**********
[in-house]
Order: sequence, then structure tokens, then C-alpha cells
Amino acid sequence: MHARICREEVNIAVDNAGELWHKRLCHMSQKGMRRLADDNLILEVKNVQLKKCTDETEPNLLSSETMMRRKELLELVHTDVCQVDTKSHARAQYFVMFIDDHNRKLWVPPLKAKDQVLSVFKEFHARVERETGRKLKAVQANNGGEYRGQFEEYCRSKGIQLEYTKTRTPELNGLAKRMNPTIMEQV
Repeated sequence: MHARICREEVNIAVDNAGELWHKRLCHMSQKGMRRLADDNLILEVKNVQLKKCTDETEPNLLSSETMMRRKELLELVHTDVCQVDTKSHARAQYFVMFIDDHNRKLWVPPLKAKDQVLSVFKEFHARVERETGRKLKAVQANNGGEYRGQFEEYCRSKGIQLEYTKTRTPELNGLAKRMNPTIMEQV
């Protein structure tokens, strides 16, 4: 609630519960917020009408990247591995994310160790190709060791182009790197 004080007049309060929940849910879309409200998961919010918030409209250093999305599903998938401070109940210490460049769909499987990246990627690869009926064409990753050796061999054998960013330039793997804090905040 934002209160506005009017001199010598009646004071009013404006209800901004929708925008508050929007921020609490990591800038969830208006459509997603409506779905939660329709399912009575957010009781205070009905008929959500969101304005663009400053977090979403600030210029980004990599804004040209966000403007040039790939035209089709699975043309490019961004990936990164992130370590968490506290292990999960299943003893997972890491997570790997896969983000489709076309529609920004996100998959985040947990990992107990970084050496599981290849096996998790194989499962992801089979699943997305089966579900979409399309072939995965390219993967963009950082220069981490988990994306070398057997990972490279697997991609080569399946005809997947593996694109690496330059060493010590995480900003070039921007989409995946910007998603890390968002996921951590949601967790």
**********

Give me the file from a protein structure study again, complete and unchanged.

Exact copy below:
[in-house]
Order: sequence, then structure tokens, then C-alpha cells
Amino acid sequence: MHARICREEVNIAVDNAGELWHKRLCHMSQKGMRRLADDNLILEVKNVQLKKCTDETEPNLLSSETMMRRKELLELVHTDVCQVDTKSHARAQYFVMFIDDHNRKLWVPPLKAKDQVLSVFKEFHARVERETGRKLKAVQANNGGEYRGQFEEYCRSKGIQLEYTKTRTPELNGLAKRMNPTIMEQV
Repeated sequence: MHARICREEVNIAVDNAGELWHKRLCHMSQKGMRRLADDNLILEVKNVQLKKCTDETEPNLLSSETMMRRKELLELVHTDVCQVDTKSHARAQYFVMFIDDHNRKLWVPPLKAKDQVLSVFKEFHARVERETGRKLKAVQANNGGEYRGQFEEYCRSKGIQLEYTKTRTPELNGLAKRMNPTIMEQV
């Protein structure tokens, strides 16, 4: 609630519960917020009408990247591995994310160790190709060791182009790197 004080007049309060929940849910879309409200998961919010918030409209250093999305599903998938401070109940210490460049769909499987990246990627690869009926064409990753050796061999054998960013330039793997804090905040 934002209160506005009017001199010598009646004071009013404006209800901004929708925008508050929007921020609490990591800038969830208006459509997603409506779905939660329709399912009575957010009781205070009905008929959500969101304005663009400053977090979403600030210029980004990599804004040209966000403007040039790939035209089709699975043309490019961004990936990164992130370590968490506290292990999960299943003893997972890491997570790997896969983000489709076309529609920004996100998959985040947990990992107990970084050496599981290849096996998790194989499962992801089979699943997305089966579900979409399309072939995965390219993967963009950082220069981490988990994306070398057997990972490279697997991609080569399946005809997947593996694109690496330059060493010590995480900003070039921007989409995946910007998603890390968002996921951590949601967790």